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 Pesach

  By Chana Engel

  


Why is this night different from all other nights?

How come we dip twice when once seems alright?

Why is Chametz excluded from our cuisine?

What’s with this Maror, and why do we lean?

 

We rush to start the Seder, so the kids are awake,

To ask the 4 questions – with all the time it takes.

Question upon question, the Seder demands,

Because we want our kids to wonder, ask, and understand.

 

So we can tell them the story of how we were slaves,

Yet G‑d’s mighty hand came, and plucked us out of our graves.

He liberated us, and now we’re free men,

Had He not come to save us we’d still be slaves, as then.

 

But there’s a fifth question, that’s denied a mention,

There’s a seeming falsehood in the whole celebration.

It’s an issue so troubling; it’s burning in me,

Why are we rejoicing, if we’re no longer free?

We’re still trapped in an exile, still enslaved in a way,

And the hardships we were saved from, are still around today.

 

There are children who go to bed without a bite to eat,

There are those who can’t trust because of all the deceit.

There are lonely old women, with no one to care,

And there’s families in bomb shelters, fear thick in the air.

 

There are people whose eyes are just pieces of glass,

There are kids who can never keep up with their class.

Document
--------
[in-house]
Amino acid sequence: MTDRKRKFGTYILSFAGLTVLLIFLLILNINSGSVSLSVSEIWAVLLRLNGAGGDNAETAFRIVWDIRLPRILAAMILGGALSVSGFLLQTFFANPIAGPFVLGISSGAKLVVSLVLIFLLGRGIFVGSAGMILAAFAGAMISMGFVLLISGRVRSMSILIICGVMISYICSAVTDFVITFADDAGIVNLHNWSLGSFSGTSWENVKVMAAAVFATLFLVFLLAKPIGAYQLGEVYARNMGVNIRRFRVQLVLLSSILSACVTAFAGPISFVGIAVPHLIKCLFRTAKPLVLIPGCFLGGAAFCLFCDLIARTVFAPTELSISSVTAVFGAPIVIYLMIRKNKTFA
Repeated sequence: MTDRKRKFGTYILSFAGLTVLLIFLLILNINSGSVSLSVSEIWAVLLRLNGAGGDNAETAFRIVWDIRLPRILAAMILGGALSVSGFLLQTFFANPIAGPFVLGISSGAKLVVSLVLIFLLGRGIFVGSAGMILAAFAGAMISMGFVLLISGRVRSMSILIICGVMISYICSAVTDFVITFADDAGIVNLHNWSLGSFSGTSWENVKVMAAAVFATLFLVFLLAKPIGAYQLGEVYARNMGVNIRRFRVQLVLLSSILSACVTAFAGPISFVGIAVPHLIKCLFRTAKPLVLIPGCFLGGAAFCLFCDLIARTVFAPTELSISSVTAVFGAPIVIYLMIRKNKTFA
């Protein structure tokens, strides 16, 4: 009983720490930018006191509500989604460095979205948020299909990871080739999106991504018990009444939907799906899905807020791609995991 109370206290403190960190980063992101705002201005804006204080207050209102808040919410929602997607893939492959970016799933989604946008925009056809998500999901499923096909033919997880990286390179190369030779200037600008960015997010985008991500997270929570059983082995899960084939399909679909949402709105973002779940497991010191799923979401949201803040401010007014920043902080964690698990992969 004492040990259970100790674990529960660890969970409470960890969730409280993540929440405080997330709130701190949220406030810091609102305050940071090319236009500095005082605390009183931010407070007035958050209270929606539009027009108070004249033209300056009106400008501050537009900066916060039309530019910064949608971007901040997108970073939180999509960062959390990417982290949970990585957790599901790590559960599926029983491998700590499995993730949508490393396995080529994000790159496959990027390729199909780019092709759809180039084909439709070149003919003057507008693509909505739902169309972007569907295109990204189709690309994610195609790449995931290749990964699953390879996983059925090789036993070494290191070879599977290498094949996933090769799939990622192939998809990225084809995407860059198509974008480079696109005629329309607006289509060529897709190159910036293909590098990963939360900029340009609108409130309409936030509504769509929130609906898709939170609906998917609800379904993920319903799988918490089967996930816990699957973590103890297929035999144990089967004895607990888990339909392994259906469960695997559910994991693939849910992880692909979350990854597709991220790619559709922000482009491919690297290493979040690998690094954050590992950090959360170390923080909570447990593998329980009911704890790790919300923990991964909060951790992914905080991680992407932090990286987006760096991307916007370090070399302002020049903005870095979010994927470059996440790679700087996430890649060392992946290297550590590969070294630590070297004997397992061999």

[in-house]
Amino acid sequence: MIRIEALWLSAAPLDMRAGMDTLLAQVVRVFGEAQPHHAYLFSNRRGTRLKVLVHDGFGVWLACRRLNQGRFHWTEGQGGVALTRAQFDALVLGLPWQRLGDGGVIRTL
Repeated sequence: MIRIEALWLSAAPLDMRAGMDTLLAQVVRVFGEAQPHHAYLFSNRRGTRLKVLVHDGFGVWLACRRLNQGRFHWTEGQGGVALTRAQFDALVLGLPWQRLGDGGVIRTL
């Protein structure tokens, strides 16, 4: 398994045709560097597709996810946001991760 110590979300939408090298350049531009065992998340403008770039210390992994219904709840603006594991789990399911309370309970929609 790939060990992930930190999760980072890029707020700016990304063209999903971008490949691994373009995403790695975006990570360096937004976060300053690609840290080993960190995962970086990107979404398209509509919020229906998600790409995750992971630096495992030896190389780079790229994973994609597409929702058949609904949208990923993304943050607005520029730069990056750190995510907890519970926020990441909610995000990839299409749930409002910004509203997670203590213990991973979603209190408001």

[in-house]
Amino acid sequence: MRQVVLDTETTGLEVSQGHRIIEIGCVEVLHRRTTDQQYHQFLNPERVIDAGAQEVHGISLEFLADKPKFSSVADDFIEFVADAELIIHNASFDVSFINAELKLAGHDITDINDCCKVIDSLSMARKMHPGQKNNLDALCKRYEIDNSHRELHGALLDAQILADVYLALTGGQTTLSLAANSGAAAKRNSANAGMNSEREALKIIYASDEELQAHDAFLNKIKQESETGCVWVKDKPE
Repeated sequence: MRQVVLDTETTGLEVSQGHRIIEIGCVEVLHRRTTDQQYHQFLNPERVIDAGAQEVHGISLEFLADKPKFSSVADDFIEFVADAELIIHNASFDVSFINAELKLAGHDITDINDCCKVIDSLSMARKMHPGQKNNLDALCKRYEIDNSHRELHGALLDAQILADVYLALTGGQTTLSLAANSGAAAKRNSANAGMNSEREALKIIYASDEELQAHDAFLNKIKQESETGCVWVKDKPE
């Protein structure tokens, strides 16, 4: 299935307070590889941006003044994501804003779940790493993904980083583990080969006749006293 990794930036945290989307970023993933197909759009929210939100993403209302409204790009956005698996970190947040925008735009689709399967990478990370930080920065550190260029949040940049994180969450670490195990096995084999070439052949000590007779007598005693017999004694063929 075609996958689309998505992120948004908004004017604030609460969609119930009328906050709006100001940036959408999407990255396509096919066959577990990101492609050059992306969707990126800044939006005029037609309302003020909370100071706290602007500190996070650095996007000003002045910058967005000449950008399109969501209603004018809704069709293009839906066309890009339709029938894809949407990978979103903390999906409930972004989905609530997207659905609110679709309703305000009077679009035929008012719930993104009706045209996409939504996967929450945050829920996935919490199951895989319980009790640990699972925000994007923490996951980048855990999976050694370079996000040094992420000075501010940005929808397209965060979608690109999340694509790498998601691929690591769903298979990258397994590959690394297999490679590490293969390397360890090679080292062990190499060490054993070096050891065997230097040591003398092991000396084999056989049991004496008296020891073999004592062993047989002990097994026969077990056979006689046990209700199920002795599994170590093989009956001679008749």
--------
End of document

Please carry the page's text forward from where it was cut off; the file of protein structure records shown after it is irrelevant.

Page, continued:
There are young soldiers out there, who fall in combat,

Because we’re still stuck in exile – as simple as that.

 

And from the depths of our hearts escapes a desperate cry,

Just one short question we have, “G‑d – why?”

 

We can talk about faith, and Divine providence,

G‑d has a reason for every grievance.

He has a plan and it’s the best thing for us,

So place your trust in Him, without making a fuss.

 

I get it, understand it, I’ve heard this countless times,

I can comprehend it; accept it – but only in my mind.

I still can’t see it or feel it, the good’s not revealed,

And in our physical world, we can’t perceive the concealed.

 

It could be as good as good can ever get,

But if we didn’t have to suffer, that would be better yet.

 

The Seder comes to teach us a fundamental lesson,

When something is troubling you – go ahead and question!

Demand an answer, He’ll eventually reply,

And if you don’t like the response, then keep asking, ‘why?’

 

Because there’s an answer out there, I promise you,

And if Hashem knows it, He could share it with you,

And we want an answer, that has results to yield,

With goodness in our world, that’s openly revealed,

 

But ask like a child, it’s their questions we treasure,

They ask of their elders, for they surely know better.

They don’t mean to attack, nor sow seeds of doubt,

Their questions are innocent, to understand what it’s about.

 

‘Hashem, we’re not free, we have suffering brethren,

So why do we celebrate this great salvation?’

Take the child’s humility, and their forthright questions,

And demand that G‑d answer – with the final redemption!

 


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